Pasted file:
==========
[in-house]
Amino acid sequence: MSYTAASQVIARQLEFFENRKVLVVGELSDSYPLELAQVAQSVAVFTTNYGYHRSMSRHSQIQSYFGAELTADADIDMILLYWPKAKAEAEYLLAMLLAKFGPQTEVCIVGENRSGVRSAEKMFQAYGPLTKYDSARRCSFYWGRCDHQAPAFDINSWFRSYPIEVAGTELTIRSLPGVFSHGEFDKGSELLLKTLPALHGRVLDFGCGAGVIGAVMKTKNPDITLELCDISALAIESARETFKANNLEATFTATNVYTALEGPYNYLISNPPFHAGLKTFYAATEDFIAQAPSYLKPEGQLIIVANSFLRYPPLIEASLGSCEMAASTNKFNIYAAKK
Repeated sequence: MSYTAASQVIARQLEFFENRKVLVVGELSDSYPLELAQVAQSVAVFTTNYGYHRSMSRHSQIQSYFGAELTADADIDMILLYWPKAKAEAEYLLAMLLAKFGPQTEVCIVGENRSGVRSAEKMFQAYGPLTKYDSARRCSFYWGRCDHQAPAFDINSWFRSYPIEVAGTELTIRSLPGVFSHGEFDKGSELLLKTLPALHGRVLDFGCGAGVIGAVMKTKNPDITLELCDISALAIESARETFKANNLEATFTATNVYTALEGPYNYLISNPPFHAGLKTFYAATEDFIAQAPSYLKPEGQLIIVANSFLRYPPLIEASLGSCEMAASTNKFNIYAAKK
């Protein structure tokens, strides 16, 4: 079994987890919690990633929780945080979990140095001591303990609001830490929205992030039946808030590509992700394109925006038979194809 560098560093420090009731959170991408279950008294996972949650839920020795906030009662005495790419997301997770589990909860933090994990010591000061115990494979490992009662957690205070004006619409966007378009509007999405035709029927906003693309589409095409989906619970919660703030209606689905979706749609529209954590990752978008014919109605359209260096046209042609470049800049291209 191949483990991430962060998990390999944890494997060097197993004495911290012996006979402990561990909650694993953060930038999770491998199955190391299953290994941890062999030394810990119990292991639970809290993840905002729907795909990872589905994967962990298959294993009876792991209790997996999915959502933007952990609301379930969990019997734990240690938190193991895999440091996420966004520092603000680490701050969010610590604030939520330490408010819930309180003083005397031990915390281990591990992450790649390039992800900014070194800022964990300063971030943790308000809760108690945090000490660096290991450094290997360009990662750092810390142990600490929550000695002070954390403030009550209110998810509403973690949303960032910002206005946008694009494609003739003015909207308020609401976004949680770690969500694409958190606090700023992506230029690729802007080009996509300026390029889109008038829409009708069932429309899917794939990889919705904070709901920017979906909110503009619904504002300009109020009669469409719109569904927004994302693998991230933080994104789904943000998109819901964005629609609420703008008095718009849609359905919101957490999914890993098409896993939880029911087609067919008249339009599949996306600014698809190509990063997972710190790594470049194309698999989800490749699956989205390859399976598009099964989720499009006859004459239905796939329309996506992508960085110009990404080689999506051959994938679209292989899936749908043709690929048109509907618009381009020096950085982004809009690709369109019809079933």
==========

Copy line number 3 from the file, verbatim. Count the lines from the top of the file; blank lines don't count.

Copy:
Repeated sequence: MSYTAASQVIARQLEFFENRKVLVVGELSDSYPLELAQVAQSVAVFTTNYGYHRSMSRHSQIQSYFGAELTADADIDMILLYWPKAKAEAEYLLAMLLAKFGPQTEVCIVGENRSGVRSAEKMFQAYGPLTKYDSARRCSFYWGRCDHQAPAFDINSWFRSYPIEVAGTELTIRSLPGVFSHGEFDKGSELLLKTLPALHGRVLDFGCGAGVIGAVMKTKNPDITLELCDISALAIESARETFKANNLEATFTATNVYTALEGPYNYLISNPPFHAGLKTFYAATEDFIAQAPSYLKPEGQLIIVANSFLRYPPLIEASLGSCEMAASTNKFNIYAAKK